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Letters to the Editor: The elite defense of higher education is insulting and unmoored from reality

A person jogs along a concrete and brick pathway past a college building.
UCLA’s acceptance of freshmen for fall 2021 fell to about 12% of those who applied.
(Genaro Molina / Los Angeles Times)

To the editor: As a retired teacher I have a different opinion than the letter writers who defended the modern system of higher education. I come from a family of educators, so there is no question about how much I value education.

There seemed to be no acknowledgement of reality in the letters. There were dismissive references to “tracking” and that just having a decent job was not enough, which is quite insulting to the masses that are comfortable and satisfied with making a living that enables them to feel productive.

Most students who aspire to higher education have the public or private resources at their disposal to support them. Unfortunately, some students do not have homes or families supportive of their aspirations.

What if those who didn’t make it had been given a choice to get technical training because there were classes in high school that exposed them to different trade skills? The ability to work in a skilled trade does not automatically classify you as a non-thinking, uninformed, non-discerning person.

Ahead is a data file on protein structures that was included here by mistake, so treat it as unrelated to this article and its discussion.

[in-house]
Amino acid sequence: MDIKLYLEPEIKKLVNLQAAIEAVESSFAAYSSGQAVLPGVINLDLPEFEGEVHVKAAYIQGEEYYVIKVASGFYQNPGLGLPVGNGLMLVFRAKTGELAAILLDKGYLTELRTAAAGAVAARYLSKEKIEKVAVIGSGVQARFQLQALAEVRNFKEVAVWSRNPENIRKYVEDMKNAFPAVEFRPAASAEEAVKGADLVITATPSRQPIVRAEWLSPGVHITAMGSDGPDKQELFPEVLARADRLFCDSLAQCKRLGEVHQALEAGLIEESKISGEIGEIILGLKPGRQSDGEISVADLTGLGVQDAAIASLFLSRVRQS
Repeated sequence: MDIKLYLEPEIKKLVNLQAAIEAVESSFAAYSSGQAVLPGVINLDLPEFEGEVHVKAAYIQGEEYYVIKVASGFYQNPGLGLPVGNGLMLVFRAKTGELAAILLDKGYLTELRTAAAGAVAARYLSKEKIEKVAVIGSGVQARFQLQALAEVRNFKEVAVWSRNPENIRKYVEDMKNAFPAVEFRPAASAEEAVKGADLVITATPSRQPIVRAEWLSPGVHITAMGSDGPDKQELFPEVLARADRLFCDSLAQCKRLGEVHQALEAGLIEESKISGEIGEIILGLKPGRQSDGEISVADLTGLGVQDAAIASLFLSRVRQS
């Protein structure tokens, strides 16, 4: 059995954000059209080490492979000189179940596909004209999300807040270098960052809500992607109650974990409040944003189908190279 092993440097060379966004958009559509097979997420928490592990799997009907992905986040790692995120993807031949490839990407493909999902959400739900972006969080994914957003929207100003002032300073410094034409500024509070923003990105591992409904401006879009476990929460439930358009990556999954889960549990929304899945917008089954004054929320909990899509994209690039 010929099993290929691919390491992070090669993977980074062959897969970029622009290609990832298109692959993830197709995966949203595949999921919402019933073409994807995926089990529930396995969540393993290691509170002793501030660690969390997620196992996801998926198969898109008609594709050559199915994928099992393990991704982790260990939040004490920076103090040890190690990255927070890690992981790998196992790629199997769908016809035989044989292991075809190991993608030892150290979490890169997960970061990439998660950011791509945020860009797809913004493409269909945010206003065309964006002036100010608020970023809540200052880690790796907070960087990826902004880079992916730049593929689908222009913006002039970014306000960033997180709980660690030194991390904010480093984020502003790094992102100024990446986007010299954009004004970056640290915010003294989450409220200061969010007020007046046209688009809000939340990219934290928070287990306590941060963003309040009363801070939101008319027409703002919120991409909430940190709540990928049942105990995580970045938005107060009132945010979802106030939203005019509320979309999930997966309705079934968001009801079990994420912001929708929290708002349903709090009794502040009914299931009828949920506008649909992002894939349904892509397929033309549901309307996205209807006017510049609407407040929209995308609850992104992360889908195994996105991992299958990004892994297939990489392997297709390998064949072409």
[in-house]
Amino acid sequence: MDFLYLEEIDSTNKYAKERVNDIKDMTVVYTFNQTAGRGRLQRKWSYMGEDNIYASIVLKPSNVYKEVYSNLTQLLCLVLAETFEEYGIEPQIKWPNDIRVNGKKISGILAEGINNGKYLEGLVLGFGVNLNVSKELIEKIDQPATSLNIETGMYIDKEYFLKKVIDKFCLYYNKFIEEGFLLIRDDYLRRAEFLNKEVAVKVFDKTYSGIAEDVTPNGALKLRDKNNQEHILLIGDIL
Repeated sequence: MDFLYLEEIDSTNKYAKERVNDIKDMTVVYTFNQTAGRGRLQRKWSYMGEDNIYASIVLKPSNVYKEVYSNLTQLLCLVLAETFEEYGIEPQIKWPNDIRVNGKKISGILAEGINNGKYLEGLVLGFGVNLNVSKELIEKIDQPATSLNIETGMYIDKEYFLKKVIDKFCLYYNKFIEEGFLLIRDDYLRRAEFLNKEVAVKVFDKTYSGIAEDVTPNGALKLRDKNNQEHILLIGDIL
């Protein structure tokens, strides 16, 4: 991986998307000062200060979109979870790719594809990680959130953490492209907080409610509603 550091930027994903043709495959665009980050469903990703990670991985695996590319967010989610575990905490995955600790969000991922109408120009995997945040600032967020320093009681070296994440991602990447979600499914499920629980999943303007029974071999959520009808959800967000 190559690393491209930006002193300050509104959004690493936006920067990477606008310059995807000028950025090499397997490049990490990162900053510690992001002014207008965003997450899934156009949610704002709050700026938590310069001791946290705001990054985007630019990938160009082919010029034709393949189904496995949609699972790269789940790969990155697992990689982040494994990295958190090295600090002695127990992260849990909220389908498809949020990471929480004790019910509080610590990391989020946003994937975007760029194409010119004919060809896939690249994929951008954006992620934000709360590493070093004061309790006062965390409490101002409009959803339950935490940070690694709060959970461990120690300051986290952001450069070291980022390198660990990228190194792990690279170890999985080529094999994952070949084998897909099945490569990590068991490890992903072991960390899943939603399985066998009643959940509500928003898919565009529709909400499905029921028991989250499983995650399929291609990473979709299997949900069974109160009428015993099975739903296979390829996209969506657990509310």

The attitudes expressed in these letters were elitist and unrealistic. Our public schools system must offer everyone the chance to succeed.

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Marty Wilson, Whittier

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To the editor: I read the letters that defended college, and not one is connected to reality. For the 28 years of my teaching, almost 40% of my kids had no interest in college, but rather in vocational arts, and I encouraged them every step of the way.

Get over the arrogance that college is the only way, and start appreciating your plumber, contractor or mechanic.

Sandy Mishodek, Running Springs, Calif.

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To the editor: I am an excellent example of someone who didn’t know what I wanted to do after high school. I went to community college before transferring to UCLA and received a degree that afforded me zero help in finding a job.

I went back to community college to become a registered nurse. When I graduated in my late 20s I was offered a job immediately. Along the way I had various jobs to pay the rent and discovered the person into whom I hoped to develop when I grew older.

The people you meet and mingle with along the way help form the person you become. If you are with people who strive for better things — say, a home and financial security — or who are activists, you may decide that is something you want too. What these have in common is that there is hard work involved.

There are people who have degrees and wait for jobs to fall into their laps. So, whatever your education level, get your hands dirty and quit whining.

Cynthia Lerner, Los Angeles


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